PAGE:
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January 2021
Newfound Lake Life
First Bristol Winter Carnival
Page 9 Community
fancy skating and skiing in the af- ternoon and a concert and ball in the evening. Fishing on the lake Saturday morning was followed in the afternoon by ski jumping on Sugar Hill and sports at the park and movies at the Lyric in the evening.” “The Big Ox Pa- rade” had 36 teams of oxen en- tered in a variety of groupings hauling a variety of sleds and wagons. Film crews from Boston were in town to record some of the events. Because of the depth of the snow the events on the lake had to be canceled. The car- nival was declared a huge success and was held for a number of years. The carnival was given up during WW11. In 1948 the Bris- tol Community Center resumed hosting winter carnivals until the late 1900’s.
 The Pasquaney Snowshoe Club held its first winter carnival in Bristol in 1922. This three day event featured a variety of events and competitions and was at- tended by a few hundred people from local communities and as far away as Boston. Train service was available to Bristol and made it easy for the folks from the city to make an excursion. Once they arrived at the depot they were transported by sleigh to the Bristol Hotel and other lodgings in the area.
With all the planned activities much preparation was needed. A large skating rink was flooded on Kelley Park, a toboggan chute was constructed, and a ski jump was built on the slope across from St. Timothy on School Street. The January 12, 1922 Bristol Enterprise reported on all the
planned activities. Some of the events planned were a boys po- tato race on skis with a jackknife for the winner, horse racing and ice boating on the lake, tug of war, snowshoe races, greased pig chase, and other various compe-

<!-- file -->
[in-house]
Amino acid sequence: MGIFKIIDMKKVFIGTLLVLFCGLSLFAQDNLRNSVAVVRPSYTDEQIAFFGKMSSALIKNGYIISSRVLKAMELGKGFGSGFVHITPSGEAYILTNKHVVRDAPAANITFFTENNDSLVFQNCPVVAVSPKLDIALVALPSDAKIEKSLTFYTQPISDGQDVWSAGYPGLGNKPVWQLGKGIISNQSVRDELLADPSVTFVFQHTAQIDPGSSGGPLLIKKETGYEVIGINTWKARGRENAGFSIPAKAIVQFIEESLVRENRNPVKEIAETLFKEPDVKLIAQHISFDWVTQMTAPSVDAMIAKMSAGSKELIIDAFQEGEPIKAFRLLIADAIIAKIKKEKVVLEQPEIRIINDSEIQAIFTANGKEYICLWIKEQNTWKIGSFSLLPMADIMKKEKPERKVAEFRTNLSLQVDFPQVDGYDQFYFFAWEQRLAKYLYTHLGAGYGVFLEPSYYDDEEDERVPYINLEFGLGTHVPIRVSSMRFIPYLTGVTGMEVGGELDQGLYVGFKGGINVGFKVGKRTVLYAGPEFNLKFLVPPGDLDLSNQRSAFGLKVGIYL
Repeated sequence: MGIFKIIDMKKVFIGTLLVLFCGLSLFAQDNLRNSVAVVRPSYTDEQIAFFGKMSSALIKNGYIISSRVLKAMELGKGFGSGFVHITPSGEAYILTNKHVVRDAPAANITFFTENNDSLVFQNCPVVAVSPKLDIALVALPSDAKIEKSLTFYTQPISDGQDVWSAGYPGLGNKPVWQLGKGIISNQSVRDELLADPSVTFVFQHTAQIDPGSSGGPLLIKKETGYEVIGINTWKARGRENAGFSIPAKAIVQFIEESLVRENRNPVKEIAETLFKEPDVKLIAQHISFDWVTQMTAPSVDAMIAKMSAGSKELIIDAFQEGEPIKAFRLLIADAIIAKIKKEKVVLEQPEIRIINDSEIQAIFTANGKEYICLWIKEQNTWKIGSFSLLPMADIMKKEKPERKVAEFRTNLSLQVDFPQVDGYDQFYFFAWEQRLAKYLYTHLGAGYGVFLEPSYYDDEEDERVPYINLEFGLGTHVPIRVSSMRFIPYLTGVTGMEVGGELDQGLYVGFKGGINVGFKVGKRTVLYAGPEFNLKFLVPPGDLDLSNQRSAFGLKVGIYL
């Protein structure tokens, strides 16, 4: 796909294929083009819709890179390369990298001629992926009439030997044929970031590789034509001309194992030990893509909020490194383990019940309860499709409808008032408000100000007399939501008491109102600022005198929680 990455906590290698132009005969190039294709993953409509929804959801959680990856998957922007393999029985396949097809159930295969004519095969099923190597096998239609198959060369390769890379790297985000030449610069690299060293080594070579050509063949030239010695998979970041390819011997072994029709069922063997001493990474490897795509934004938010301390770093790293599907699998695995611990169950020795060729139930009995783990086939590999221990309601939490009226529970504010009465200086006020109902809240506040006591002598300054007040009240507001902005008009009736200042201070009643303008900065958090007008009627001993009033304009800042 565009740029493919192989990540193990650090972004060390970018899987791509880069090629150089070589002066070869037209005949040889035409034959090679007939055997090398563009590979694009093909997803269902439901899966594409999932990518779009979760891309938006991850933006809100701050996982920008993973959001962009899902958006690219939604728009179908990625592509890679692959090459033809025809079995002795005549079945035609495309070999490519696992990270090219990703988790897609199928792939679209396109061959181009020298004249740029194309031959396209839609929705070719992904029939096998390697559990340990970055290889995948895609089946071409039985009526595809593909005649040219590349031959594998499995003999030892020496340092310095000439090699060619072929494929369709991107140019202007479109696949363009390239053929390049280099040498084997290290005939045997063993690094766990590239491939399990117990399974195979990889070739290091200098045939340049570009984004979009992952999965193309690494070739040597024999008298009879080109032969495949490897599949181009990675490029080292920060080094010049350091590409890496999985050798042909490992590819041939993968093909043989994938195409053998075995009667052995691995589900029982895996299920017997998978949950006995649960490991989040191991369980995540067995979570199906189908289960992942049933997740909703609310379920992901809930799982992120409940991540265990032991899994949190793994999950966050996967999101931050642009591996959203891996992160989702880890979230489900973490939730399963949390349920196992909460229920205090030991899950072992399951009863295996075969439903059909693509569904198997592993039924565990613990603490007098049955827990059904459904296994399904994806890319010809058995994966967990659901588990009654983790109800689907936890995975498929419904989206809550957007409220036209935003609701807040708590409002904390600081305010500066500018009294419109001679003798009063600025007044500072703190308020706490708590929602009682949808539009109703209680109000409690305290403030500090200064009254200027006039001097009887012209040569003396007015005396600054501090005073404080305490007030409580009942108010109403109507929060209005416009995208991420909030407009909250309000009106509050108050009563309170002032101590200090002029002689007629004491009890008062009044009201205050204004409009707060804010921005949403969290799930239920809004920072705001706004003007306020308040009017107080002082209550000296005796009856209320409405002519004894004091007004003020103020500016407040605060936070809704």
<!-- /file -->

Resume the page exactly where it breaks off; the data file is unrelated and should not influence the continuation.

The headline in the next
weeks paper read ”Three Days of Sport” . The weather had been superb with a foot of new fluffy snow. “The three day event kicked off on Thursday with mis-
cellaneous events on the park fol- lowed by a snowshoe hike and a sugaring off party at the Grange Hall (located on Spring Street). Friday was the big day, with im- promptu sports at the park in the morning; parade, novelty events,
   Enjoy the warmth of a roar- ing fire, s’mores, and humorous tales of Newfound adventures on January 9th from 7 to 9 p.m. with the Slim Baker Foun- dation.
Dick Tapply, the son of Wink Tapply, founder of the Tapply-Thompson Commu- nity Center, will tell stories of his father’s shenanigans and tales from the “good old days”. Share your own memories of Newfound and your hopes for the future.
Registration is required for this free event and is limited to nine participants to maintain a safe environment. Reserva- tions are first come, first serve. Email to
reserve your space today. Slim Baker’s full COVID-19 policies can be found at: SlimBaker. org/our-covid19-policy.
The Slim Baker Area is open year round for outdoor recre- ation via New Chester Moun- tain Road in Bristol, NH. The Slim Baker Foundation was es- tablished through a gift of land from Reba Hipson and gifts of support from Lucy Baker in memory of her late husband, local Fish and Game Officer Slim Baker. Comprised of 135 acres of land, the site includes numerous trails, camping areas and a lodge. More informa- tion about the Foundation and other upcoming activities can be obtained at:
  Proudly Serving Central NH Since 1932
                                         440 Central St • Franklin, NH 603-934-4159 •
          The Bridgewater Inn would like to invite you to Order On-Line... it is very user friendly!
or Call the Bridgewater Inn at 603-744-3518 to place an order. You also, may request Curb Side.
For those who still would like to dine in, all our tables are socially distanced, indoors and outdoors. Outdoor dining is available as long as guest wish to dine out on the roofed deck, with flamed heaters.
 Wishing You a Happy and Healthy New Year!
367 Mayhew Turnpike, Bridgewater (603) 744-3518
Celebrating our
90th Year!

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